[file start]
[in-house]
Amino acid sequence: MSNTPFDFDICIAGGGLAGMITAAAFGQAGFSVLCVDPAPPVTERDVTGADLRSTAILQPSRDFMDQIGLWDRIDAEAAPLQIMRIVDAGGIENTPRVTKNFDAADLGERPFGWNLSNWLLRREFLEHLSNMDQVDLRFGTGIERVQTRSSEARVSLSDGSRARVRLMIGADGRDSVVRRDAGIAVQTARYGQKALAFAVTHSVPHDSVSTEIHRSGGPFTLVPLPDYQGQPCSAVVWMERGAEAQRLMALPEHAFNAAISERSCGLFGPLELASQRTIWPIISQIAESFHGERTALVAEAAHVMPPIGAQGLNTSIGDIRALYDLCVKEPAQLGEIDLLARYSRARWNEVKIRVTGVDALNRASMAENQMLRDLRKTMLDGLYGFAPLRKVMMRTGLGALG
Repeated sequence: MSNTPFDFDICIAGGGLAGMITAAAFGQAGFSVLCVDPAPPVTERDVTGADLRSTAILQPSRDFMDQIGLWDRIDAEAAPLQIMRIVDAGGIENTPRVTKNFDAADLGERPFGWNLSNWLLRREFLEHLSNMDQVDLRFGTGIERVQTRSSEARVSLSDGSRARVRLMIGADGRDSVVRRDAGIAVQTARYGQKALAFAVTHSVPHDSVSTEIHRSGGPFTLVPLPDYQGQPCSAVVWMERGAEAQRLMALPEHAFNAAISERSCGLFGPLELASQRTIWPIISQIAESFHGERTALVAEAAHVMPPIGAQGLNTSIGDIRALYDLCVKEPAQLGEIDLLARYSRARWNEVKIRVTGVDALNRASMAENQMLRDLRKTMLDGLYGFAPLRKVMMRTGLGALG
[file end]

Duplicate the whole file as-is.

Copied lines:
[in-house]
Amino acid sequence: MSNTPFDFDICIAGGGLAGMITAAAFGQAGFSVLCVDPAPPVTERDVTGADLRSTAILQPSRDFMDQIGLWDRIDAEAAPLQIMRIVDAGGIENTPRVTKNFDAADLGERPFGWNLSNWLLRREFLEHLSNMDQVDLRFGTGIERVQTRSSEARVSLSDGSRARVRLMIGADGRDSVVRRDAGIAVQTARYGQKALAFAVTHSVPHDSVSTEIHRSGGPFTLVPLPDYQGQPCSAVVWMERGAEAQRLMALPEHAFNAAISERSCGLFGPLELASQRTIWPIISQIAESFHGERTALVAEAAHVMPPIGAQGLNTSIGDIRALYDLCVKEPAQLGEIDLLARYSRARWNEVKIRVTGVDALNRASMAENQMLRDLRKTMLDGLYGFAPLRKVMMRTGLGALG
Repeated sequence: MSNTPFDFDICIAGGGLAGMITAAAFGQAGFSVLCVDPAPPVTERDVTGADLRSTAILQPSRDFMDQIGLWDRIDAEAAPLQIMRIVDAGGIENTPRVTKNFDAADLGERPFGWNLSNWLLRREFLEHLSNMDQVDLRFGTGIERVQTRSSEARVSLSDGSRARVRLMIGADGRDSVVRRDAGIAVQTARYGQKALAFAVTHSVPHDSVSTEIHRSGGPFTLVPLPDYQGQPCSAVVWMERGAEAQRLMALPEHAFNAAISERSCGLFGPLELASQRTIWPIISQIAESFHGERTALVAEAAHVMPPIGAQGLNTSIGDIRALYDLCVKEPAQLGEIDLLARYSRARWNEVKIRVTGVDALNRASMAENQMLRDLRKTMLDGLYGFAPLRKVMMRTGLGALG